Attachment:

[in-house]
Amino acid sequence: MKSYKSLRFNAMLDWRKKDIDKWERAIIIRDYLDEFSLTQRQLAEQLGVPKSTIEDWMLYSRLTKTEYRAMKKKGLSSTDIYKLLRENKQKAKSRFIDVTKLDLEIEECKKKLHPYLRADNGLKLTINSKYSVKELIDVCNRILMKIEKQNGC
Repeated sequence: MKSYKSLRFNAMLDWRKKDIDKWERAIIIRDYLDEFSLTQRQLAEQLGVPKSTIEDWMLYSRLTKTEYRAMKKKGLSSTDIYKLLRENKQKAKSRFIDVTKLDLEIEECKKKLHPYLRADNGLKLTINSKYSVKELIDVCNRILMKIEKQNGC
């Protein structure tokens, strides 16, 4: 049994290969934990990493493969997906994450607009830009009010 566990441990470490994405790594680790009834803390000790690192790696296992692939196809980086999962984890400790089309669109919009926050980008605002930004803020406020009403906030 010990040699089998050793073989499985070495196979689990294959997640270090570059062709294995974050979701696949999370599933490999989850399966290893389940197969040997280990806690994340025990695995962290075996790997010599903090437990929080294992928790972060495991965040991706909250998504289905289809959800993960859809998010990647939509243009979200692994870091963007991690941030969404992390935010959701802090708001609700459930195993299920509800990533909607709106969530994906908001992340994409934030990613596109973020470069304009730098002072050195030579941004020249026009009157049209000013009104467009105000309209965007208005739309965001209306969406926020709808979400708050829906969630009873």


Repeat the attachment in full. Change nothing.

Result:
[in-house]
Amino acid sequence: MKSYKSLRFNAMLDWRKKDIDKWERAIIIRDYLDEFSLTQRQLAEQLGVPKSTIEDWMLYSRLTKTEYRAMKKKGLSSTDIYKLLRENKQKAKSRFIDVTKLDLEIEECKKKLHPYLRADNGLKLTINSKYSVKELIDVCNRILMKIEKQNGC
Repeated sequence: MKSYKSLRFNAMLDWRKKDIDKWERAIIIRDYLDEFSLTQRQLAEQLGVPKSTIEDWMLYSRLTKTEYRAMKKKGLSSTDIYKLLRENKQKAKSRFIDVTKLDLEIEECKKKLHPYLRADNGLKLTINSKYSVKELIDVCNRILMKIEKQNGC
């Protein structure tokens, strides 16, 4: 049994290969934990990493493969997906994450607009830009009010 566990441990470490994405790594680790009834803390000790690192790696296992692939196809980086999962984890400790089309669109919009926050980008605002930004803020406020009403906030 010990040699089998050793073989499985070495196979689990294959997640270090570059062709294995974050979701696949999370599933490999989850399966290893389940197969040997280990806690994340025990695995962290075996790997010599903090437990929080294992928790972060495991965040991706909250998504289905289809959800993960859809998010990647939509243009979200692994870091963007991690941030969404992390935010959701802090708001609700459930195993299920509800990533909607709106969530994906908001992340994409934030990613596109973020470069304009730098002072050195030579941004020249026009009157049209000013009104467009105000309209965007208005739309965001209306969406926020709808979400708050829906969630009873």